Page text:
Today media outlet HEISE reported that 1&1 Web Hosting in Germany was hit with 9.8 million euros in fines over GDPR violations.
The phone authentication mechanism for customers to change account information only required name and birthdate. This is a clear violation to GDPR and the Federal Data Protection Commissioner showed these laws are not being taken lightly.
The Federal Data Protection Authority found a violation of Article 32 of the GDPR , this states companies must take correct technical and organizational steps to systematically protect the processing of personal data. 1&1 failed to do so resulting in this massive fine.
The FDPA also stated they will be investigating the phone authentication of all major web service and telecom providers operating in Germany.
This is surprisingly not the largest fine as that award goes to German Realestate company Deutsche Wohnen for 14.5 million euros. The FDPA are said to be leveraging such large fines in order to push these companies to much faster action.
1&1 has filed a lawsuit against the DPA claiming the amount was “absolutely disproportionate“.
Montabaur, 09 December 2019. The 1 & 1 Telecom GmbH will not accept the fines decision issued against it by the Federal Commissioner for Data Protection and Freedom of Information (Federal Data Protection Commissioner) and sue. The Federal Data Protection Commissioner has imposed a fine of 9.55 million euros for an individual case. The authority accuses 1 & 1 of having failed to comply with technical and organizational measures to protect personal data through non-compliant telephone authentication.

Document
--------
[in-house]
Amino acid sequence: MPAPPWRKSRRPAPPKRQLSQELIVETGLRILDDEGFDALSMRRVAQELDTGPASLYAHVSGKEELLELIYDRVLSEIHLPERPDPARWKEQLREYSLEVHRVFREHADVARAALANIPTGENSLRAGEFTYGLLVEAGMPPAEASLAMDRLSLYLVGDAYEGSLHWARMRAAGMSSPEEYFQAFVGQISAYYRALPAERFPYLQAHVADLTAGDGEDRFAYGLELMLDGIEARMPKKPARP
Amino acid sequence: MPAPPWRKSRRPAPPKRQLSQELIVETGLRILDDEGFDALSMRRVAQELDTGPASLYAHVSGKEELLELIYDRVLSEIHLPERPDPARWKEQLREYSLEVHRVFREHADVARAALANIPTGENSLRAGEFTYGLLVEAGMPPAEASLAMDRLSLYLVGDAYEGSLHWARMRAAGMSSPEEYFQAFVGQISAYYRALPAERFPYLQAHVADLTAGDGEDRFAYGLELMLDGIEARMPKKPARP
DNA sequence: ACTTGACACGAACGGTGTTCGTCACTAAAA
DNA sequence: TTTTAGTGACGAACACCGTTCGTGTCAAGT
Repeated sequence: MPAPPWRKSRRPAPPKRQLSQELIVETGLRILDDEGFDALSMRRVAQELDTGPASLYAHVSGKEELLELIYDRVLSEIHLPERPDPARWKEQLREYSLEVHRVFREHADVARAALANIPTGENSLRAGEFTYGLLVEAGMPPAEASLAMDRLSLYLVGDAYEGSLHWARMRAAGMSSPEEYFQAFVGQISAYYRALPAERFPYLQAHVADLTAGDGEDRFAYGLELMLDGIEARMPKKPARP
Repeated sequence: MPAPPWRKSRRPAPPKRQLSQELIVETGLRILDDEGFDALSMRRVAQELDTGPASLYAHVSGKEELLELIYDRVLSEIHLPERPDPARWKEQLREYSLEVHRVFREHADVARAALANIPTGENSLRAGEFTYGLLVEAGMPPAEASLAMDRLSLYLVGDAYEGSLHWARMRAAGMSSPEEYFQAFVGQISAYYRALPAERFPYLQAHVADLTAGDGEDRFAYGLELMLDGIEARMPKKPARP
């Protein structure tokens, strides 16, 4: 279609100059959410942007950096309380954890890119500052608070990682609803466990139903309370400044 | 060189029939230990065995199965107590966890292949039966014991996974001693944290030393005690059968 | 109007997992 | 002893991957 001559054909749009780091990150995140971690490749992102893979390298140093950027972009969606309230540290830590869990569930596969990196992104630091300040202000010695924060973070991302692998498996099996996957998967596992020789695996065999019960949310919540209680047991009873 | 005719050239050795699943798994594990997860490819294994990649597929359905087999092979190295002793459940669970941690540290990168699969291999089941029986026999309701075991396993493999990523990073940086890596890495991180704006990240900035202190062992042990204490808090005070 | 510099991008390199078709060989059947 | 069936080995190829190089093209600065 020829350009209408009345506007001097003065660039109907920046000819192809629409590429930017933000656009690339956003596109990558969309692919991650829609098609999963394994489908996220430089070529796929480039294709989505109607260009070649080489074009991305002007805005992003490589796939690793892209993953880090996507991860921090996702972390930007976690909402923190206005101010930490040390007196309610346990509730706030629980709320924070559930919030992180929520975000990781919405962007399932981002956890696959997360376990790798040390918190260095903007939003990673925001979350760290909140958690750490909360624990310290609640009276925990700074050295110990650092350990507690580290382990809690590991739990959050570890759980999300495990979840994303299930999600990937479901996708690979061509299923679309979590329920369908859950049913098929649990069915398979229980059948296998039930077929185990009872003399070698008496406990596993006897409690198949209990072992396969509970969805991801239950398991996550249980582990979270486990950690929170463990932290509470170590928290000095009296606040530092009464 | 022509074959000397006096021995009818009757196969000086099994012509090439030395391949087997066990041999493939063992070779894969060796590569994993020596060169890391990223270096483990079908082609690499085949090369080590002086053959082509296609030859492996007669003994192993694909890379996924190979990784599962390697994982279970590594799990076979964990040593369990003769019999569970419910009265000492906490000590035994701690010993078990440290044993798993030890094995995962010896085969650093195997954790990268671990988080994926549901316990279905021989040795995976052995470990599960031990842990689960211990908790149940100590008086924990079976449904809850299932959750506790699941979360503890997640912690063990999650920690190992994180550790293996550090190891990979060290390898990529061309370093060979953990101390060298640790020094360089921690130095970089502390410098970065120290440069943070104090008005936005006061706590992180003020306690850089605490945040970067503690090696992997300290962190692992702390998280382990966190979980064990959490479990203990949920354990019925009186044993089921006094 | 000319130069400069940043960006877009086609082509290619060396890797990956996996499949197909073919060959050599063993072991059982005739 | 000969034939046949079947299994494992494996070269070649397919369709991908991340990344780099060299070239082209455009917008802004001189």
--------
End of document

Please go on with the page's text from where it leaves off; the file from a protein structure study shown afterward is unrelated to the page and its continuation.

This procedure was not about the general protection of data stored in 1 & 1, but about how customers can access their contract information. The case in question already occurred in 2018. Specifically, it was about the telephone query of the mobile number of a former partner. The responsible employee fulfilled all the requirements of the then valid 1 & 1 security guidelines. At that time, two-factor authentication was common and there was no single market standard for higher security requirements
Should Bug Bounty Programs include GDPR Violations?
These recent fines bring into question should hackers and social engineers be allowed to test these companies for GDPR violations? We think yes.
The average bug bounty once triaged pays out anywhere from 50 dollars on average to 20,000 dollars on the high end. Sometimes more for full chain remote execution attacks products from Google and Apple.
Even on the high end this seems like the obvious choice to include GDPR violations in-scope of a bug bounty program.
With the average GDPR fine reaching into the millions a few thousand dollars is a drop in the bucket.
Feel free to comment and let us know what you think.